.................... sailed for Caldera, on the West coast of South America on 20 May 1864, and arrived safely after a stormy passage during which she met with severe weather off Cape Horn, being detained 'some four weeks' : her sailing qualities, however, were described as 'excellent'.' On 11 December of the same year she sailed for Swansea with a full cargo of copper ore, and was never heard of again. It is hard to believe that there were any defects in building since she was built under Lloyd's special survey and was fitted out in an elaborate manner. It may be supposed that ice was encountered off Cape Horn---a hazard which accounted for many vessels trading in those dangerous waters.

The fact that the OLIVER CROMWELL was built so early in the days of the yard for an independent owner, emphasises that it was not the intention of Nevill to run the yard merely to provide the Llanelly Iron Shipping Company with vessels indeed, the outstanding characteristic of his policy was that, whereas most Welsh shipyards satisfied a purely local need, much of the output of this yard was destined for operation by owners from other places.

In September 1864 the ANN was launched for Simon Samuel and others of Llanelly. This ship was a Brig of 271 tons designed for general deepsea trading. Her maiden voyage from Llanelly to Gibraltar took fifteen days, and a return passage from Villa Real to Liverpool was no quicker: she sailed from the former port to Scilly Islands in 15 days, arriving at Liverpool on 9 January 1865 with a cargo of 420 tons of sulphur ore. Unfortunately, having left Liverpool for Malaga with coal she went ashore in a gale near Mizzen Head near Wicklow on February 12. Some rather half-hearted attempts at salvage were made during March while the weather was favourable, but eventually a heavy gale made salvage impossible as the vessel began to break up. The Master attributed the loss to an error in the compass, a fairly common defect in the early days of iron vessels when the effect of an iron hull on compass deviation had yet to be fully comprehended.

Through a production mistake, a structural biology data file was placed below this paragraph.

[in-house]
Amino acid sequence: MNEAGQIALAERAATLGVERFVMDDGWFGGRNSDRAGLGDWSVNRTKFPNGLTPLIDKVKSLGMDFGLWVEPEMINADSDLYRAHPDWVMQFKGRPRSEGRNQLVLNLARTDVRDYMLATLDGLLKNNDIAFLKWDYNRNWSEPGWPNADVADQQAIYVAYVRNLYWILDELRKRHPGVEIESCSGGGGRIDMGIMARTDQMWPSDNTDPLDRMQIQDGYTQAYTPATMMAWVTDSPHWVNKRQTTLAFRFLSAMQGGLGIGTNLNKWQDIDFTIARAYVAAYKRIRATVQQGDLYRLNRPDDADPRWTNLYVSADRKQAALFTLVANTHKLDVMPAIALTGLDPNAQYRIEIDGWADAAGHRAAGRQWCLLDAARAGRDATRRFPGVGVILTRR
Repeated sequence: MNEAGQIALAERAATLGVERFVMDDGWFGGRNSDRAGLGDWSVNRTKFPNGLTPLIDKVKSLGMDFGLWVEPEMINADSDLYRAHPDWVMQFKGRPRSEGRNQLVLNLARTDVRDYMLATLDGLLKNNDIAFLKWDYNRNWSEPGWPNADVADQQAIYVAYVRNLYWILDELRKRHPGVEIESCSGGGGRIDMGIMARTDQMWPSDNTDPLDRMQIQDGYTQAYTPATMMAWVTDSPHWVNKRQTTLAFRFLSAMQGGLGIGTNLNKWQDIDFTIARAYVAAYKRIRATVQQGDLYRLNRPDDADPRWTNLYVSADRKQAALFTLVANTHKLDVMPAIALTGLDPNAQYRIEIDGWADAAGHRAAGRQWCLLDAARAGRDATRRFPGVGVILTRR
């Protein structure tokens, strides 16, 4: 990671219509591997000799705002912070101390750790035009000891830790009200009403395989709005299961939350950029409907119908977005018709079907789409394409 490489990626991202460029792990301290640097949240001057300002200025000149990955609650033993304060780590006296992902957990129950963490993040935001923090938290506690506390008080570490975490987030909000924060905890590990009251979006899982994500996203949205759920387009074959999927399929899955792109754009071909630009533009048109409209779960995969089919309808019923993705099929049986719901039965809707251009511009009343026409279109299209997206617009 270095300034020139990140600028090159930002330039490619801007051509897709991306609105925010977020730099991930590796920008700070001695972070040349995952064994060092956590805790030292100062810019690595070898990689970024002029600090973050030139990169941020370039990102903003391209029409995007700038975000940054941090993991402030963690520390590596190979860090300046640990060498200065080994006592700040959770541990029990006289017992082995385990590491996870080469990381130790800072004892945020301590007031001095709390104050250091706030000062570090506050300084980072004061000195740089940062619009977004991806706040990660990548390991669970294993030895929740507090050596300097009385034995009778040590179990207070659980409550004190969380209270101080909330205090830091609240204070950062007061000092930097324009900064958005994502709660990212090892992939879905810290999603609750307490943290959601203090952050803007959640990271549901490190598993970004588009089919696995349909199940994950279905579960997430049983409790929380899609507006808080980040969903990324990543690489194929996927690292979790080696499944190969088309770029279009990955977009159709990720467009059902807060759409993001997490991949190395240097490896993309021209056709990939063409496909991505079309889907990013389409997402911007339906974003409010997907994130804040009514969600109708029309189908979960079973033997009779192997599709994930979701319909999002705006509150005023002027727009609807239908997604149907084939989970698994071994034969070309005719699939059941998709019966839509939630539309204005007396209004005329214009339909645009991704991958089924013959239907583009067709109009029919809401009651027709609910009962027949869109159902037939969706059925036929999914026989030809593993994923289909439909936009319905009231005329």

All three building berths were occupied at this time: January 1865 saw the launch of the RACHAEL, an Iron Brig of 269 tons gross, for the Llanelly Iron Shipping Company: in August the BETSEY was delivered to Simon Samuel and others, another Brig of about the same tonnage; and, in November, the Iron Shipping Company took their third vessel, the CONCORD. Of these three the BETSEY was the longest lived, surviving until 1903. Initially she was employed almost exclusively in the lead ore trade between Cagliari and Llanelly. Leaving Llanelly with coal (she could carry about 450 tons) she sailed to Cagliari direct or to an Italian port, and loaded home about 430 tons of lead ore. On many occasions she made good passages, as for example in 1871 when she ran from Llanelly to Cagliari in sixteen days. Two seventeen-day passages were recorded in the following year, and one passage of similar duration from Cagliari to Bristol was made in 1877. In the following year, owing to steamer competition, her trading area became more extensive as the search for cargoes became more difficult, and she crossed the Atlantic to bring phosphate rock from South Carolina to London. Later, several voyages were made to Tucacas, Venezuela, to load copper ore for Swansea, and, ...................

.................. having been altered to Brigantine rig for greater economy in 1883, she made two passages to Port Nolloth, South Africa, also to load copper ore for Swansea. Thereafter, until her sale abroad, she visited Newfoundland, South America, and did a short spell in the coasting trade as sailing ship freight rates became seriously lowered due to steamship competition. She was sold by the Samuel family in 1894 for 1,050 to C. Renck and registered at Harburg, Germany. On the basis of other comparable building costs at the Llanelly shipyard, it may be surmised that the building price of the BETSEY was about 4500. The BETSEY survived, firstly under the Germans as the HELGA, and later under the Norwegian flag as ASTREA until November, 1903, when she was stranded near Peterhead, Scotland, whilst on a voyage from Christiansund to Fraserburgh.

The year 1866 saw the yard fully occupied with four vessels built and launched. Of these, three were built for the Llanelly Iron Shipping Company: the TOWY, a Barque of 234 tons, the BLONDE, and the BRUNETTE of similar rig and about the same size. The first steamship built in the yard was also launched in 1866 for the Llanelly Steam Navigation Company, which had been formed in 1862 for maintaining the substantial trade between Llanelly and Bristol, both passenger and freight. The new steamship was named CAMBRIA by Mrs. W. H. Nevill at her launch in June. Her engines, built by Richard Nevill gave her a speed of 11 knots, and, besides cargo, she accommodated thirty passengers. The CAMBRIA remained in the trade until 1887, when she was sold to other local owners, thereafter passing to Scottish buyers for trade between Glasgow and the Western Isles for which service she was well adapted with her shallow draught. Her name was altered to INNIEMORE and in 1895 she was sold to French owners for 1,800 and renamed VILLE DE CHERBOURG. She went missing at sea in May, 1903.